Publications

The Great Mirror of Folly

The Great Mirror of Folly

Type
Link
Cost
Paid
Published
2013
Full Name
The Great Mirror of Folly: Finance, Culture, and the Crash of 1720

The world’s first global stock market bubble suddenly burst in 1720, destroying the dreams and fortunes of speculators in London, Paris, and Amsterdam virtually overnight. Their misfortune inspired the publication of an extraordinary Dutch collection of satirical prints, plays, poetry, commentary, and financial prospectuses entitled The Great Mirror of Folly, a unique and lavish record of the financial crisis and its cultural dimensions. The Great Mirror of Folly is a wide-ranging interdisciplinary collaboration that uncovers the profound, lasting, and multifaceted impact of the crash of 1720 on European cultures and financial markets.

“As global as anything could be in its time, the financial collapse of 1720 elicits a multidisciplinary approach from authors magnificently skilled in art, economic, social, and book histories. Would that our own economic crises will one day produce erudition of this quality, in a volume that pleases both the mind and the eye.”

— Margaret C. Jacob, Distinguished Professor of History, UCLA


"Will we ever grasp that a dynamic society sometimes flops?  Judging from this ravishing display of financial folly from three centuries ago, and the illuminating modern commentary, it doesn’t look like it."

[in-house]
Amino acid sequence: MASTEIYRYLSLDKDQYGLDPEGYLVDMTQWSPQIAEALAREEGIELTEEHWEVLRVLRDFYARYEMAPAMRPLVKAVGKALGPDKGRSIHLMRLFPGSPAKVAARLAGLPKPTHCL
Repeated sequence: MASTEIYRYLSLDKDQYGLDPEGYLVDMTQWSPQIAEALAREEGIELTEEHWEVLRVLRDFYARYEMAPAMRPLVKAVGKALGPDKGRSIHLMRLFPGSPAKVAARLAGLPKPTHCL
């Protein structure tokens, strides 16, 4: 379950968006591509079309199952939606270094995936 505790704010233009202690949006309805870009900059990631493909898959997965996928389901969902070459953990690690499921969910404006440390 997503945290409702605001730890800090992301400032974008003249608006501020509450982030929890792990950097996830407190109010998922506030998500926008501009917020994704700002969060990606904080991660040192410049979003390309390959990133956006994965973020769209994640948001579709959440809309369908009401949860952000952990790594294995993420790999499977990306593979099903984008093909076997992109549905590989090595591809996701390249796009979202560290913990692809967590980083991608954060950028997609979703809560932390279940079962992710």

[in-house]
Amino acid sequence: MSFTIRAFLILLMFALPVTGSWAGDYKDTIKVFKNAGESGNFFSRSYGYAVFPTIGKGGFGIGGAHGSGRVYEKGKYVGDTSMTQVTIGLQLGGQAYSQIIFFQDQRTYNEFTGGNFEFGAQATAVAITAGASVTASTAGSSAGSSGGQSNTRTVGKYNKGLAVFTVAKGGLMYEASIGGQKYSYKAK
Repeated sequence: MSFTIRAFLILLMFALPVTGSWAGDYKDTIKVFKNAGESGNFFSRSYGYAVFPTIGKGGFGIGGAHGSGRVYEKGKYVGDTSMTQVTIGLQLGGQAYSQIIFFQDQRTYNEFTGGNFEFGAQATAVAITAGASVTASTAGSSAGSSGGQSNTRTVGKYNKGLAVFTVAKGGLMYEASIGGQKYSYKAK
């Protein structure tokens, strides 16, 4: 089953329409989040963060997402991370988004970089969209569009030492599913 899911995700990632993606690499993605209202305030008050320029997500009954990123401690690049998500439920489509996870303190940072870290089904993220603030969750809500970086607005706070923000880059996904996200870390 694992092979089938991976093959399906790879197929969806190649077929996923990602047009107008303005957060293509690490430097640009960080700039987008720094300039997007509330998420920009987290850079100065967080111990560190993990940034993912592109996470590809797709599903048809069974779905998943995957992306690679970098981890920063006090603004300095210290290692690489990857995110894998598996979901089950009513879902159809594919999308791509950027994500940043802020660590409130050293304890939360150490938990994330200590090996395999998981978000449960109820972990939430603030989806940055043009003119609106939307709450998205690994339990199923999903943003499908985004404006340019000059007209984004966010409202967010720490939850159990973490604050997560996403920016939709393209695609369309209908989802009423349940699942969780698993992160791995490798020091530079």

— Deirdre N. McCloskey, author of Bourgeois Dignity: Why Economics Can’t Explain the Modern World  

 

"The most visually stunning and. . . one of the most important investing books of the past year."

— Jason Zweig, Wall Street Journal


“This is a wonderful book about an extraordinary work, Het Groote Tafereel der Dwaasheid (The Great Mirror of Folly) . . . . a giant piece of satire aimed at denigrating the greed and hubris of the speculators of 1720 . . . . This is a book of great scholarship . . . that should adorn the shelves of all those interested in money, banking, financial innovation, bubbles and the behavior of people during asset market crashes.”

Antoine H. Murphy, EH.net


“Beautifully produced . . . admirably coherent . . . generally impressive.”

— American Historical Review